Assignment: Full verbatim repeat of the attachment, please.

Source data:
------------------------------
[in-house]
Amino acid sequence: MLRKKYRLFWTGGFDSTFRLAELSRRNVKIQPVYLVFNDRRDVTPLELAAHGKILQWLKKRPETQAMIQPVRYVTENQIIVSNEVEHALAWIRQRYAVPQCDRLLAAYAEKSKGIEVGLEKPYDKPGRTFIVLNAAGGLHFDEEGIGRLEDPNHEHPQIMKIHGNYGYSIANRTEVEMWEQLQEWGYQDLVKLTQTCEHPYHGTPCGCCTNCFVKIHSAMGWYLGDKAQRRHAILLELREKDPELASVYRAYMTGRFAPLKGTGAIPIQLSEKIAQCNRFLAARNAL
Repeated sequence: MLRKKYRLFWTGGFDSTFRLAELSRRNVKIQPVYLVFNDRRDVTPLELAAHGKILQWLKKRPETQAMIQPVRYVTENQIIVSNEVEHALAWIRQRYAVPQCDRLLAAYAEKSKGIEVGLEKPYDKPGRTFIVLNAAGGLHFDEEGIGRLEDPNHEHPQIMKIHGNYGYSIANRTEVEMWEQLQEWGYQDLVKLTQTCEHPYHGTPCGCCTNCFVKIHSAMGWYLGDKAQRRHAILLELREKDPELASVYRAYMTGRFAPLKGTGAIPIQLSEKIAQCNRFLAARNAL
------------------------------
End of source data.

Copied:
[in-house]
Amino acid sequence: MLRKKYRLFWTGGFDSTFRLAELSRRNVKIQPVYLVFNDRRDVTPLELAAHGKILQWLKKRPETQAMIQPVRYVTENQIIVSNEVEHALAWIRQRYAVPQCDRLLAAYAEKSKGIEVGLEKPYDKPGRTFIVLNAAGGLHFDEEGIGRLEDPNHEHPQIMKIHGNYGYSIANRTEVEMWEQLQEWGYQDLVKLTQTCEHPYHGTPCGCCTNCFVKIHSAMGWYLGDKAQRRHAILLELREKDPELASVYRAYMTGRFAPLKGTGAIPIQLSEKIAQCNRFLAARNAL
Repeated sequence: MLRKKYRLFWTGGFDSTFRLAELSRRNVKIQPVYLVFNDRRDVTPLELAAHGKILQWLKKRPETQAMIQPVRYVTENQIIVSNEVEHALAWIRQRYAVPQCDRLLAAYAEKSKGIEVGLEKPYDKPGRTFIVLNAAGGLHFDEEGIGRLEDPNHEHPQIMKIHGNYGYSIANRTEVEMWEQLQEWGYQDLVKLTQTCEHPYHGTPCGCCTNCFVKIHSAMGWYLGDKAQRRHAILLELREKDPELASVYRAYMTGRFAPLKGTGAIPIQLSEKIAQCNRFLAARNAL